'It has been great working with Secretary Clinton'
The first-ever Indian-American assistant secretary of state Richard R Verma gives Aziz Haniffa an insider's view of the administration.
When United States President Barack Obama nominated Richard R Verma as assistant secretary of state for legislative affairs in March, 2008, Verma notched up a first in Indian-American history.
Today, along with Dr Raj Shah, administrator, US Agency for International Development, Verma is one of the two high-ranking Indian Americans in the Obama administration, who work closely with Secretary of State Hillary Clinton and enjoy her full trust and confidence.
Recently, when Clinton made a major push for the Senate implementation of the new Strategic Arms Reduction Talks treaty with Russia at a media briefing, she had Verma by her side. After the opening remarks, she called on Verma to conduct part of the briefing, especially with regard to pushing in through Congress in a bipartisan fashion.
Obama nominated Verma along with several others, including career diplomat Christopher Hill, then assistant secretary of state for East Asian and Pacific affairs, as ambassador to Iraq, and retired Lieutenant General Karl Eikenberry, then deputy chairman, NATO's military committee, as ambassador to Afghanistan.
"I am honoured and grateful," Obama said, "that these dedicated public servants have agreed to join my administration as we work to tackle the great challenges of our time. These extraordinarily accomplished individuals have served their country with great distinction, and they have each agreed to take on tough assignments. I am confident that they will work with a sense of purpose and pragmatism, along with Secretary Clinton and (Secretary of Defense Robert) Gates, as we renew American diplomacy, strengthen our military, and advance our values and interests around the world."
Verma, before his nomination, was the highest ranking Indian-American Congressional staffer on Capitol Hill -- as chief national security adviser to Senate Majority Leader Harry Reid, Nevada Democrat. During President-elect Obama's transition, Verma was appointed as one of the leads of the Agency Review Team overseeing the Department of Defense for the Transition.
Earlier, Verma, had been appointed to the Commission on the Prevention of Weapons of Mass Destruction Proliferation and Terrorism but the Obama transition had said he could remain on this commission even as he worked as a member of the Pentagon Agency Review Team.
Verma had been appointed to this Congressional commission by the Congressional leadership comprising House Speaker Nancy Pelosi, Reid, House Republican Leader John Boehner and Senate Republican Leader Mitch McConnell.
Verma, a US Air Force veteran, during this stint as principal national security and foreign policy adviser to Reid, was responsible for setting the national security agenda and developing a legislative strategy in the Senate.
He was also the senior defense and foreign policy liaison to key Senate committees, the office of the Speaker of the US House of Representatives and the White House. Verma, was also the point man in terms of communications and political advice to the Majority Leader, Committee chairmen and members of the Democratic Caucus.
In an exclusive interview with India Abroad, in his expansive seventh floor office at the State Department -- and his first since his appointment nearly 18 months ago -- Verma said the experience had been "amazing." After years of serving in the military, as a senior Congressional staffer and an academic, he said, he appreciated how government worked from the executive branch and was humbled to be working so closely with "a wonderful and supportive secretary of state."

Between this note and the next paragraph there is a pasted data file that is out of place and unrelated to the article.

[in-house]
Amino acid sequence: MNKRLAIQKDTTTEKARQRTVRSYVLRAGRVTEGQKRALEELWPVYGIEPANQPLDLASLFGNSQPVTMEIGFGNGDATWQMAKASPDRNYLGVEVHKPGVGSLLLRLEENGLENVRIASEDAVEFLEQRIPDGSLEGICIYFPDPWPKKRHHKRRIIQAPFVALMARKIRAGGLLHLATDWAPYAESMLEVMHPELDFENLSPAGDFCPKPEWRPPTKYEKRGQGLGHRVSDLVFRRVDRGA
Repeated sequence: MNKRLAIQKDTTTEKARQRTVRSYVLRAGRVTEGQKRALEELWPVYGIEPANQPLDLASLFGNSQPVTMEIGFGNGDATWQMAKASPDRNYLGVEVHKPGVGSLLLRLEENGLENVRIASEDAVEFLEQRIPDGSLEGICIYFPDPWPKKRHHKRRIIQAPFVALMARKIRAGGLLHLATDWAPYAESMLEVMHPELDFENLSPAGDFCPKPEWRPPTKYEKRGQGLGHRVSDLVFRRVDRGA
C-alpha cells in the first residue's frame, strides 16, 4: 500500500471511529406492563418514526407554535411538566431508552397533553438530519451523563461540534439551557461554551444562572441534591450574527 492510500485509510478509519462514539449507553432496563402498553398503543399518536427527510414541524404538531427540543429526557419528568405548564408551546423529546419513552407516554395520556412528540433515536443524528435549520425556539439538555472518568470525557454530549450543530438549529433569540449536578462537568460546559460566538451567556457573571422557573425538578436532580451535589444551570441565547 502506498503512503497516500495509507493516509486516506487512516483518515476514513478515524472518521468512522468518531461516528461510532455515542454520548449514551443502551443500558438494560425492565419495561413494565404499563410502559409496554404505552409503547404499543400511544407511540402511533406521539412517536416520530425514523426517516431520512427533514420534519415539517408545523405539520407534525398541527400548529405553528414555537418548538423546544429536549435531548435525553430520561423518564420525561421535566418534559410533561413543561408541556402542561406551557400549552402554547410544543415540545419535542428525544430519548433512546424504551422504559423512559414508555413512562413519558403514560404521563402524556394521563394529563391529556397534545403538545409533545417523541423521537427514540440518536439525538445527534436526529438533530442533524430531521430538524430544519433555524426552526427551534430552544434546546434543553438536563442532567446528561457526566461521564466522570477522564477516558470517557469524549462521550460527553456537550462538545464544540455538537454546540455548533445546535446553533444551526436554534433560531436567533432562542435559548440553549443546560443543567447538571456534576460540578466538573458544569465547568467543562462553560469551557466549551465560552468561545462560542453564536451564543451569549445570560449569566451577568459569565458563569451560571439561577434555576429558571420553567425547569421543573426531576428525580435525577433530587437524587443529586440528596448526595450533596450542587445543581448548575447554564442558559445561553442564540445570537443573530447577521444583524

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Image: Richard Verma, right, briefs the media on the START treaty as Secretary Clinton, center, listens
'I've learned more in these 18 months than I have at any period in my life'
It has been over a year since you joined the administration. Can you speak about your experience thus far?
Actually, it's been closer to 18 months, and it's been quite an amazing experience. I've probably learned more in these 18 months than I have at any period in my life -- maybe with the exception of kindergarten, when I was learning to read! I really have learned how government works from a completely different angle in the executive branch.
I knew it from the military side, from the legislative side, and I knew it academically. But working on this side of the street is a whole different experience. There have been tough issues, a tough political environment, but really great people, including a wonderful and supportive Secretary of State to work for.
What are your key responsibilities?
The key responsibility is to manage the Congressional portfolio for the State Department, and that means everything from the budget, to personnel, to key legislative issues like sanctions on Iran, to the key treaties that we are doing like the New START Treaty with Russia.
Also, investigations that Congress might have going on. We are kind of the intersection between politics and policy. We are a customer service office for the Congress but we are also an advocacy office for the Secretary and the President in a really important time when they try to transform the State Department and USAID -- make it more expeditionary in the world.
Be in places where we need to be, and where we try to deliver non-military solutions to a lot of pressing national security challenges facing our country, whether that be disease, or health or instability or economic inequality.
That's a pretty huge and diverse portfolio.
Exactly. And, every day, literally brings a range of five or six big issues, whether it is funding issues or war-related issues, or again, legal issues. So, it's quite an intersection that we have -- it's what makes this bureau so interesting and central.
You took me around and gave me an extensive tour of your entire department and introduced me to some of the experts -- a mix of both political appointees and career officers. It's a pretty large bureau with several area specialists, legal advisers.
We have about, I would say, over a hundred years of Hill experience just in the political appointees in this office. So, we have a lot of real-life House and Senate experience and that's important when we are trying to understand what members are facing on the Hill.